Background Rituximab (RTX) is a chimeric monoclonal antibody that targets the CD20 antigen expressed at the B cell surface. It was first used for the treatment of non-Hodgkin's lymphoma and then approved for severe active rheumatoid arthritis (RA) in patients resistant to disease modifying anti-rheumatic drugs or anti-TNF agents. Efficacy is obtained by repeated courses of rituximab. In recent years, increasing attention has been given to the development of anti-biotherapeutic drug antibodies (ADAs) that can lower the level of the drug and hence its clinical efficacy. The generation of human anti-chimeric antibodies (HACAs) to Rituximab has been reported in the literature during systemic lupus erythematous, primary Sjogren's syndrome, vasculitis and pemphigus. During RA, HACAs have been reported in some clinical studies and the incidence of these HACAs to the clinical response is quite controversial.
Objectives The aim of this study was to undergo a kinetic analysis of rituximab immunogenicity and its clinical consequences in patients with active severe RA.
Methods Forty-seven adult patients with severe active RA and treated by RTX were retrospectively included in this study. Patients were treated with two infusions of 1000 mg RTX (days 1 and 15) and re-treated after 24 weeks and 48 weeks. A kinetic determination of RTX and HACA levels was done using ELISA (Lisa Tracker Duo Rituximab - Theradiag®): before the first (t0), the second (t1 at 24 weeks) and the third administration (t2 at 48 weeks). Five patients with HACAs were investigated over a longer period (up to the 6th injection). The number of CD19+B cells was evaluated using flow cytometry and the disease activity was measured by the Disease Activity Score 28 (DAS-28).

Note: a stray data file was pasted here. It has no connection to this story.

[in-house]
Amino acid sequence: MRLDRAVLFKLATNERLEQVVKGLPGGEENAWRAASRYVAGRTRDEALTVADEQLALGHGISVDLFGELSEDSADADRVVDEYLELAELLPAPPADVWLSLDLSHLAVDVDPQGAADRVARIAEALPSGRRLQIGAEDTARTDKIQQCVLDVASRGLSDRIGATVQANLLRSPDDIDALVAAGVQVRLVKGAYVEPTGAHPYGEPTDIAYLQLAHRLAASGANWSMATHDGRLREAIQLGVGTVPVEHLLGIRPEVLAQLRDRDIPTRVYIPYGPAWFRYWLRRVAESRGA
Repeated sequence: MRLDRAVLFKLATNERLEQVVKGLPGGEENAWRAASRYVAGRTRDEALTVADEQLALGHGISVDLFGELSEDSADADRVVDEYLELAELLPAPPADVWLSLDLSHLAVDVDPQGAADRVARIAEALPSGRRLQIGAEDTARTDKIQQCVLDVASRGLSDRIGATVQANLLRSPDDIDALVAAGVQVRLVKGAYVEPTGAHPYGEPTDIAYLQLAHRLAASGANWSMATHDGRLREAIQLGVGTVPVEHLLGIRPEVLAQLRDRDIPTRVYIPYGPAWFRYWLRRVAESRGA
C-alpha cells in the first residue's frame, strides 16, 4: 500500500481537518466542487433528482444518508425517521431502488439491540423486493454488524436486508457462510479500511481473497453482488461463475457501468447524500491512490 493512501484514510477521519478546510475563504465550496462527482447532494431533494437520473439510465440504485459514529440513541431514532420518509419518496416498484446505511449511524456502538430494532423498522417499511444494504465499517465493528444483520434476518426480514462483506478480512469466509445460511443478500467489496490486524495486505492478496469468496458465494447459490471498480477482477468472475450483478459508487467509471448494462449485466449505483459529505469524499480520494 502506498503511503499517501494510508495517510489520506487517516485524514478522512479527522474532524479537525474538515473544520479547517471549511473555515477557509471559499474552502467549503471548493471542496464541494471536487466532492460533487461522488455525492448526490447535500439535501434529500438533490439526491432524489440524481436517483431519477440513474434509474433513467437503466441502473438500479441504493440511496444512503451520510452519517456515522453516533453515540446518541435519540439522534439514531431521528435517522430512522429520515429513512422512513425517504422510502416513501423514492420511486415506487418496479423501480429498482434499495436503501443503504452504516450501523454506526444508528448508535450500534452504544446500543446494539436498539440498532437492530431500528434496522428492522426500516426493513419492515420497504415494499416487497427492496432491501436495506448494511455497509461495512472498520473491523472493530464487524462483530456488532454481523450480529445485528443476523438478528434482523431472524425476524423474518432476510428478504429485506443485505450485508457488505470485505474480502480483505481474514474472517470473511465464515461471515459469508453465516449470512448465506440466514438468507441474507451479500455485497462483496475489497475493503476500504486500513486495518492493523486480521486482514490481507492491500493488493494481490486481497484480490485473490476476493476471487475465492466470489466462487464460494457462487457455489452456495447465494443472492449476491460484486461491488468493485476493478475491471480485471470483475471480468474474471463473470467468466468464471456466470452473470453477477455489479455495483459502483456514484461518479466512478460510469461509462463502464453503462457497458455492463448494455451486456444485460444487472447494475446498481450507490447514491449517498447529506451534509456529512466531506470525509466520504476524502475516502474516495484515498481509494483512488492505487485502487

Results As the level of residual RTX was always undetectable, HACAs were detected in the serum of five of 47 patients (10.6%) during at least one determination: 1 patient at t0, 3 patients at t1 and 2 patients at t2. The peak incidence seemed located in the year after the first injection. Among these 5 patients, 3 were developing fleeting antibodies which were present once and then were no more detectable, while the other 2 had persistent HACAs during the study period: one until the fourth cure and the second until the sixth cure.
The overall percentage of patients with HACAs (10.6%) is similar to that already described in the literature. The presence of HACAs did not appear to affect the clinical efficacy in these 5 patients, nor CD19+B cell depletion during the study period.
Conclusions The generation of antibodies to rituximab in severe RA was observed in about 10% of the patients during the long study period and did not appear to influence either the ability of rituximab to deplete CD19+ B cells or clinical efficacy. The systematic combination with immunosuppressive drug like methotrexate could explain this quite low immunization rate as compared with those described in other disease states treated with rituximab. However, it is noteworthy that rituximab might be a good option in some RA patients, even if HACAs are developed. Whether or not anti-rituximab HACA monitoring during RA is necessary remains to be determined in a larger cohort of patients.
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Thurlins RM, Ann Rheum Dis, 2010, 69: 409-412.
Disclosure of Interest None declared